Hooded Pitohui pitohui dichrous
Endemic to New Guinea, this black and orange bird has been found to contain batrachotoxins on its skin and feathers. These are the same toxins found in Colombia’s poison dart frogs and are one of the most toxic natural substances known to science. They are one of six species of pitohui birds but have been placed in the genus oriolidae while others were placed in pachycephalidae or incertae sedis.
Where to Find:
The hooded pitohui is quite common in New Guinea and can be found throughout the region.
Least concern as it is rather common and not hunted as it is considered a “trash” bird not to be eaten due to its toxic nature.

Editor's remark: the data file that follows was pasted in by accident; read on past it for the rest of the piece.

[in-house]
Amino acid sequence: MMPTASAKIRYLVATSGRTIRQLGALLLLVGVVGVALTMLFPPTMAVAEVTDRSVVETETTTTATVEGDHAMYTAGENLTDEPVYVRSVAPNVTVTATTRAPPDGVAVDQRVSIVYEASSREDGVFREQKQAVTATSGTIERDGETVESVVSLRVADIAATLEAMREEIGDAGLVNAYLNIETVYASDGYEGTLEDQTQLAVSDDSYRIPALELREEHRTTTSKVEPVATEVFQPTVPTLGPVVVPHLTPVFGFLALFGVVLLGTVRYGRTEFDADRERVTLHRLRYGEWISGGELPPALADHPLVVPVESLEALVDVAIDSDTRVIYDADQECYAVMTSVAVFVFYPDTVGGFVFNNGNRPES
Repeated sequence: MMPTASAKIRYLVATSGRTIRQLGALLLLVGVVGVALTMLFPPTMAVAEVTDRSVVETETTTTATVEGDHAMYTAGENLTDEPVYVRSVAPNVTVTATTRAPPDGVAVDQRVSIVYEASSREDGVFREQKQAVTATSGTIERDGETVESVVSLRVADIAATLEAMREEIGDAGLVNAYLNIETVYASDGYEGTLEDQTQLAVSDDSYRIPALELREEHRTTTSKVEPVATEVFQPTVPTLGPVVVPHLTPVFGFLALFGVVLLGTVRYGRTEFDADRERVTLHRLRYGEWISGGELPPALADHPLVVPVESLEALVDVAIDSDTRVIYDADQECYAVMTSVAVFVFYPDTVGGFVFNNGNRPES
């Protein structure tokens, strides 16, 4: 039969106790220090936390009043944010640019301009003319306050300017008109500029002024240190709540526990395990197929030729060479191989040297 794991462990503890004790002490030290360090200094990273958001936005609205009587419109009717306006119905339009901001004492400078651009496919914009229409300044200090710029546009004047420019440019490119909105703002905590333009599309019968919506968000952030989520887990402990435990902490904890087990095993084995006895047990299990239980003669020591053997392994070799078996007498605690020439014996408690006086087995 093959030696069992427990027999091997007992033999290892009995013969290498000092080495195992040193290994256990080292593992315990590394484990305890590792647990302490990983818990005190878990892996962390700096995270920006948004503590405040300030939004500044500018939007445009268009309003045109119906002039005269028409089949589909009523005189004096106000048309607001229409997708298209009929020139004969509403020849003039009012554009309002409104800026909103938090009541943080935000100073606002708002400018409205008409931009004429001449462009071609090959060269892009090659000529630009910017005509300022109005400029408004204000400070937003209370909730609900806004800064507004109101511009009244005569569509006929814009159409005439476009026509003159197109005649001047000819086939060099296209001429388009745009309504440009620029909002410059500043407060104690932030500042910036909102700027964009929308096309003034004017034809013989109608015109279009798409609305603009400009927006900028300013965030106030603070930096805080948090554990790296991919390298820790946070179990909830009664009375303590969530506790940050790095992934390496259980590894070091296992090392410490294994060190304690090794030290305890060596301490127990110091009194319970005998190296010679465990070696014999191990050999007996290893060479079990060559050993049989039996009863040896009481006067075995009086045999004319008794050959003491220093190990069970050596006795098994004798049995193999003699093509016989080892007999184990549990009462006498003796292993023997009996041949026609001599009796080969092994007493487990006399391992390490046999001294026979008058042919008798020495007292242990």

- Thought to get its toxicity from eating melyrid beetles which then transfers into its uropygial gland and applied to its skin and feathers.
- Its plumage color acts as a warning that it is poisonous much like a monarch butterfly
- New Guinea tribes have still eaten the toxic bird although it must be prepared properly to avoid contamination.
- Other birds such as the Spur Winged Goose and Common Quail have also been found to contain poisons also most likely acquired from their diets.
- The once abundant Carolina Parakeet of the United States was also thought to be poisonous. It was thought that John James Audubon tested this theory by feeding one to his dog. Sadly the last known Carolina Parakeet died in the same place as the last known passenger pigeon passed away, the Cincinnati Zoo.
Photo By: markaharper1